US Supreme Court hands down landmark decision against labor unions

In a 5-4 decision, the U.S. Supreme Court ruled Wednesday that government workers have a constitutional right to refuse paying fees to unions that represent them in collective bargaining.

The petitioner, Mark Janus, works for the Illinois Department of Healthcare and Family Services. Despite refusing to join the union because he opposed its policy positions, Janus was required to pay a $44.58 monthly agency fee under his unit’s collective bargaining agreement.

“There is no sugarcoating today’s opinion,” Justice Elena Kagan wrote, in a dissenting opinion. “The majority overthrows a decision entrenched in this Nation’s law — and in its economic life — for over 40 years.” Kagan wrote that the majority had weaponized the First Amendment “against workaday economic and regulatory policy.”

The majority opinion, delivered by Justice Samuel Alito, said the Illinois law in question, “violates the free speech rights of nonmembers by compelling them to subsidize private speech on matters of substantial public concern.”

The justices were split along ideological lines. Justice Anthony Kennedy announced his retirement later the same day.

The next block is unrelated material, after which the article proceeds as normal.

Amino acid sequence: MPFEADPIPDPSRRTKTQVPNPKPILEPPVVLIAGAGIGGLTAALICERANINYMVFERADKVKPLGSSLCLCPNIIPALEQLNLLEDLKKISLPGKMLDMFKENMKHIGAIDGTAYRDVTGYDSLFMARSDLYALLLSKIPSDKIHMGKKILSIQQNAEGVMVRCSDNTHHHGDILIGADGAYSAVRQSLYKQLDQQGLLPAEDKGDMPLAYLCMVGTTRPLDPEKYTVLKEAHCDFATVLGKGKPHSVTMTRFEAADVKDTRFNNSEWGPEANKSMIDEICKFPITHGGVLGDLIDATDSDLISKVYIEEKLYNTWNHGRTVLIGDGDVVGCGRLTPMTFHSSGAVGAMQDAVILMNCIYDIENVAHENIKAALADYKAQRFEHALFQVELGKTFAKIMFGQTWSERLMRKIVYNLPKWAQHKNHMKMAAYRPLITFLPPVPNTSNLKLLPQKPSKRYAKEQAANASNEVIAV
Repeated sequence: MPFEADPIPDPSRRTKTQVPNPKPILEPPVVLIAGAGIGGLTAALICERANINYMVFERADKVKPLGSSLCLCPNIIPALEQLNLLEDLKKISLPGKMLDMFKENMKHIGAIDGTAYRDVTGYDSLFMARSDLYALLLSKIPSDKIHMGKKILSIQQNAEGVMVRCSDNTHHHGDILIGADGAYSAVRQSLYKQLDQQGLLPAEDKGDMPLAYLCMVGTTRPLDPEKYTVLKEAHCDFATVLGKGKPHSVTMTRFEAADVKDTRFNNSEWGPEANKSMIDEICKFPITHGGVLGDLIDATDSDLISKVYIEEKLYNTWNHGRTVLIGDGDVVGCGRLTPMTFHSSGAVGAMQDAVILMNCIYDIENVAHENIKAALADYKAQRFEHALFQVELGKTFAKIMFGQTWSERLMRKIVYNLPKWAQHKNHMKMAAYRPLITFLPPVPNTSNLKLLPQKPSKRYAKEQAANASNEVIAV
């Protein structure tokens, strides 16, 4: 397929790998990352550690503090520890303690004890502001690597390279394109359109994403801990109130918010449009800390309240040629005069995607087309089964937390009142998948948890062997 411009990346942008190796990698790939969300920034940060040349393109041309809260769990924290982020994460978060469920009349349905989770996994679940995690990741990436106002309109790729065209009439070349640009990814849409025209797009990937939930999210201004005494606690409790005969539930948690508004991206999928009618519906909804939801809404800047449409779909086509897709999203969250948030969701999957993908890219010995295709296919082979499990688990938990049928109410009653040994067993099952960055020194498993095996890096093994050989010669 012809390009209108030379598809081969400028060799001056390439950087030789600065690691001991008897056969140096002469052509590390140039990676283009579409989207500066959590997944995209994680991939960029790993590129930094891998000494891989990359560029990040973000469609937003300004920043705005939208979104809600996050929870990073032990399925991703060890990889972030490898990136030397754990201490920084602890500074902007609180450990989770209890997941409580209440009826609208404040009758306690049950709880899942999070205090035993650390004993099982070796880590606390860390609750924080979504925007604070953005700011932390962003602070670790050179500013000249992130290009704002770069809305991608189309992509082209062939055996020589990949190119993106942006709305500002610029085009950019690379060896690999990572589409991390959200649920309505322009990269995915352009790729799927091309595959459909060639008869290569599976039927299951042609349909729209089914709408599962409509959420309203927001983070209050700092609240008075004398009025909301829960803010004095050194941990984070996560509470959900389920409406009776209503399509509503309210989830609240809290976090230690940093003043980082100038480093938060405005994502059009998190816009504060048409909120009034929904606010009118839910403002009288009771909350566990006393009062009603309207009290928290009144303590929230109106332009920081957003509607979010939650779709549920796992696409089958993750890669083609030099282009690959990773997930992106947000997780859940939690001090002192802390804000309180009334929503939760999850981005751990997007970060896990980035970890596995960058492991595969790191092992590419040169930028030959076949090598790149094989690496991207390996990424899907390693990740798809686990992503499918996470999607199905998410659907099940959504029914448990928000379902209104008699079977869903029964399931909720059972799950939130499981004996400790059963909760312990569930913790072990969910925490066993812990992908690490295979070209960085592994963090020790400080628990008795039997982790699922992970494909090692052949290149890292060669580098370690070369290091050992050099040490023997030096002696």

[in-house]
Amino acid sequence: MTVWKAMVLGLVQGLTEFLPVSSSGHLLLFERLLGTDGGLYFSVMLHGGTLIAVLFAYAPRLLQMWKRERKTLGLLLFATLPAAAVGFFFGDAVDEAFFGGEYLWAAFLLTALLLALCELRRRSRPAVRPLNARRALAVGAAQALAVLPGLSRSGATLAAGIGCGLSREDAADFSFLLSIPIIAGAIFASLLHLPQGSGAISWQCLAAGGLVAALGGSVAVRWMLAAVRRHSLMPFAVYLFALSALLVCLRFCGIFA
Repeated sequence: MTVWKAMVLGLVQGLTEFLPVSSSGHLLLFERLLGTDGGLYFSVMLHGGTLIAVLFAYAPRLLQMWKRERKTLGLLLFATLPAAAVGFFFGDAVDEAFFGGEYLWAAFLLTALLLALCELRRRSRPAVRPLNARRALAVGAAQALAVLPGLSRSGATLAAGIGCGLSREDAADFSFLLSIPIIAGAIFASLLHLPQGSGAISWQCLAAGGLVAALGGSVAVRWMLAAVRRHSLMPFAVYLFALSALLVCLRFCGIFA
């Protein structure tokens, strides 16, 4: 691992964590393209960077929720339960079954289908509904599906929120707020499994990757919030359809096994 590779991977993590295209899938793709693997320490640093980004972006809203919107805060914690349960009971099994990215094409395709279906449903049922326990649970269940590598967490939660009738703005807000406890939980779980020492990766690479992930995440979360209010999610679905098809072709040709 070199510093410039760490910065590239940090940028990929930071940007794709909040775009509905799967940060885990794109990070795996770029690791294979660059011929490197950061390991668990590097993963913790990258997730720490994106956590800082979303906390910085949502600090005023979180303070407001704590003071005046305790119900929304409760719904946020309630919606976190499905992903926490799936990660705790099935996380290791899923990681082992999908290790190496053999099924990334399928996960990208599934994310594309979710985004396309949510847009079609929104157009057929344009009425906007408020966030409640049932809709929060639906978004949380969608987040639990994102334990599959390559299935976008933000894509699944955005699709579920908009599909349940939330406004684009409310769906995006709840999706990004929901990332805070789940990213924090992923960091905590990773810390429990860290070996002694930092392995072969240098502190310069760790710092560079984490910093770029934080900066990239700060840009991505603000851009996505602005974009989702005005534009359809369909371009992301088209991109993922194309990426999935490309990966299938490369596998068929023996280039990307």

Following the ruling, the Missouri Chamber of Commerce released a statement from their president and CEO Daniel Mehan.

“We agree with the court that employees should not be forced to subsidize an organization they may not want to support,” Mehan said in the statement. He added that the chamber is also in favor of Proposition A, which Missourians will vote on in August.

If approved by voters, the proposition would uphold Senate Bill 19, a so-called right-to-work law that was passed by the legislature and governor in 2017 but stalled by the submission of thousands of signed petitions. The bill would prevent workers from being required to pay money to or be members of labor organizations.

The Missouri legislature added restrictions to public unions during the final hours of the session, on May 18. Among them, the requirements that unions re-certify every three years and obtain members’ consent annually to withhold money from paychecks for fees and dues.


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